4 Things Everyone Should Know About Heart Health

4 things everyone should know about heart health - klingensmiths drug stores

Maintaining and understanding heart health isn’t just important for elderly people or those who have pre-existing conditions: it’s something we should all care about.

Heart disease remains the leading cause of death in the United States, killing approximately 655,000 Americans each year. That’s one in every five deaths.

This staggering statistic underscores the urgency of prioritizing heart health awareness and prevention strategies. Although most of us know we need to exercise and manage our stress, heart health is more complicated than what you’ll see in quick infomercials on TV.

So, let’s talk about it!

At Klingensmith’s Drug Stores, we’re committed to helping our customers and neighbors maintain healthy hearts. That’s why we’ve compiled a list of four things everyone should know about their hearts and making healthy choices.

1 – How the Heart Works

You might already know this, but in case you don’t: the heart is a vital organ in the circulatory system. It functions as a muscular pump responsible for circulating blood throughout the body.

Your heart consists of four chambers: two atria and two ventricles. The right side receives deoxygenated blood from the body and pumps it to the lungs for oxygenation, while the left side receives oxygen-rich blood from the lungs and pumps it out to the rest of the body.

During each of your body’s heartbeats, the atria contract to push blood into the ventricles, which then contract to propel the blood out of the heart and into the arteries. From there, blood travels through a network of arteries, veins, and capillaries, delivering vital nutrients and oxygen to your tissues and organs while removing metabolic waste products like carbon dioxide.

It might seem like we’re stating the obvious, but a healthy heart is crucial for optimal bodily function and longevity. It ensures efficient delivery of oxygen and nutrients to cells, supports healthy organ function, and helps maintain your overall health.

2 – Common Heart Diseases

Coronary Artery Disease

Coronary artery disease (CAD) is a condition characterized by the narrowing or blockage of the coronary arteries, which supply oxygen-rich blood to the heart muscle. This occurs due to the buildup of plaque—a combination of cholesterol, fat, calcium, and other substances—in the artery walls, a process known as atherosclerosis.

As plaque accumulates, it restricts blood flow to the heart, leading to symptoms such as chest pain or discomfort (angina), shortness of breath, fatigue, and in severe cases, heart attack or sudden cardiac death.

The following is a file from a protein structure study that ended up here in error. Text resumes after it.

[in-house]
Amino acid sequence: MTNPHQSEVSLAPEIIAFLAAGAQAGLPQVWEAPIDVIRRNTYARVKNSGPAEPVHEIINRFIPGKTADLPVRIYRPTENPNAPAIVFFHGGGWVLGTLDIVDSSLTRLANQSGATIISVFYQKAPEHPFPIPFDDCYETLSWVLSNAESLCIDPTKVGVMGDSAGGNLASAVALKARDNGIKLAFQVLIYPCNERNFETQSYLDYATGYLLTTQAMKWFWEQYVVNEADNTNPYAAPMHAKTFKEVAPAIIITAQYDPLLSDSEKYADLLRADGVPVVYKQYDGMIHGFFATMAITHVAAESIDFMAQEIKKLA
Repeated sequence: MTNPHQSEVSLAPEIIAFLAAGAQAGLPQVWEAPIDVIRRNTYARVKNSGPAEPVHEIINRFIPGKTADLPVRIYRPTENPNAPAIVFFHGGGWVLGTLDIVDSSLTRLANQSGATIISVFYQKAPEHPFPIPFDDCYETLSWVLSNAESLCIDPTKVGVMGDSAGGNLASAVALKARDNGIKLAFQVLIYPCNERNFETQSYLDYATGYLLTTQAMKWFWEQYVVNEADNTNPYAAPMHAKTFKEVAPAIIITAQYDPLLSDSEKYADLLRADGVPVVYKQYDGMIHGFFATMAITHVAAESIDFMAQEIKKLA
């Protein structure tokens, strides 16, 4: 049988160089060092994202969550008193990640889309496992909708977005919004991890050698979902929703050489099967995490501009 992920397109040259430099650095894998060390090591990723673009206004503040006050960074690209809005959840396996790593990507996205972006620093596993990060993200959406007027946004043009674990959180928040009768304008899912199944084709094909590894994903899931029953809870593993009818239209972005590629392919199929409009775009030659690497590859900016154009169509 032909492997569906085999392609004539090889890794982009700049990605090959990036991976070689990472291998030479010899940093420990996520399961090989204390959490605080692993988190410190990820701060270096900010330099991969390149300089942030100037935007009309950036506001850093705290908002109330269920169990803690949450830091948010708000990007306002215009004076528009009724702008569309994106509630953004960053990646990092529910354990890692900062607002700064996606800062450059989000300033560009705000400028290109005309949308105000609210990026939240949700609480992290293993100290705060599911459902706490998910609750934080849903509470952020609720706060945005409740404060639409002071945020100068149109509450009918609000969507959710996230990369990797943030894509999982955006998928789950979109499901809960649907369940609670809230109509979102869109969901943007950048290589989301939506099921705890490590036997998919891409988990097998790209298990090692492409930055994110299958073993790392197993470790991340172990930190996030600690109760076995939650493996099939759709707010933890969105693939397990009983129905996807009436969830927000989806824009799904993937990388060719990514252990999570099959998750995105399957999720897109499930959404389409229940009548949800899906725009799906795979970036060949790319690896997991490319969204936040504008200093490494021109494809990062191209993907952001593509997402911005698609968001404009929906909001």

Peripheral Artery Disease

Similar to CAD, peripheral artery disease (PAD) is a condition characterized by the narrowing or blockage of arteries outside of the heart, but these are typically in the legs. As a result, blood flow to the legs and feet is reduced, leading to symptoms such as leg pain, cramping, weakness, or numbness, especially during physical activity.

Heart Failure

This is a chronic condition in which the heart is unable to pump blood efficiently to meet the body’s needs. Heart failure can occur when the heart becomes weakened or stiffened, often as a result of conditions such as CAD, high blood pressure, or previous heart attacks. As a result, fluid may accumulate in the lungs, causing shortness of breath, or in the legs and abdomen, leading to swelling.


Arrhythmias are irregular heartbeats that occur when the heart’s electrical impulses, which coordinate its rhythm, become disrupted. This can cause the heart to beat too fast (tachycardia), too slow (bradycardia), or irregularly.

Arrhythmias can result from various factors, including heart disease, electrolyte imbalances, medications, stress, or genetic predisposition. While some may not cause noticeable symptoms, others can lead to palpitations, dizziness, fainting, chest discomfort, or even cardiac arrest.

Heart Valve Disease

Heart valve disease occurs when one or more of the heart’s four valves become damaged or dysfunctional, affecting blood flow within the heart. This damage can result from conditions such as infection (endocarditis), congenital defects, age-related changes, or other heart diseases.

When valves do not open or close properly, blood flow can be obstructed (stenosis) or flow backward (regurgitation), causing symptoms like fatigue, shortness of breath, chest pain, or swelling in the legs or abdomen.


This is a disease of the heart muscle in which the muscle becomes weakened, enlarged, or stiffened, leading to impaired function of the heart. Cardiomyopathy can be inherited or acquired and is often associated with other cardiovascular diseases.

3 – Risk Factors for Heart Problems

The risk factors for heart problems can be divided into modifiable and non-modifiable categories.

Non-modifiable risk factors include…

  • Age (Men over 45, women over 55)
  • Gender (men are more at risk at younger ages)
  • Family history of heart disease or stroke

Regular health checkups are important for everyone, but they are especially vital if you have any of the non-modifiable risk factors we just listed. Make sure you’re getting in to see your healthcare provider at least once a year.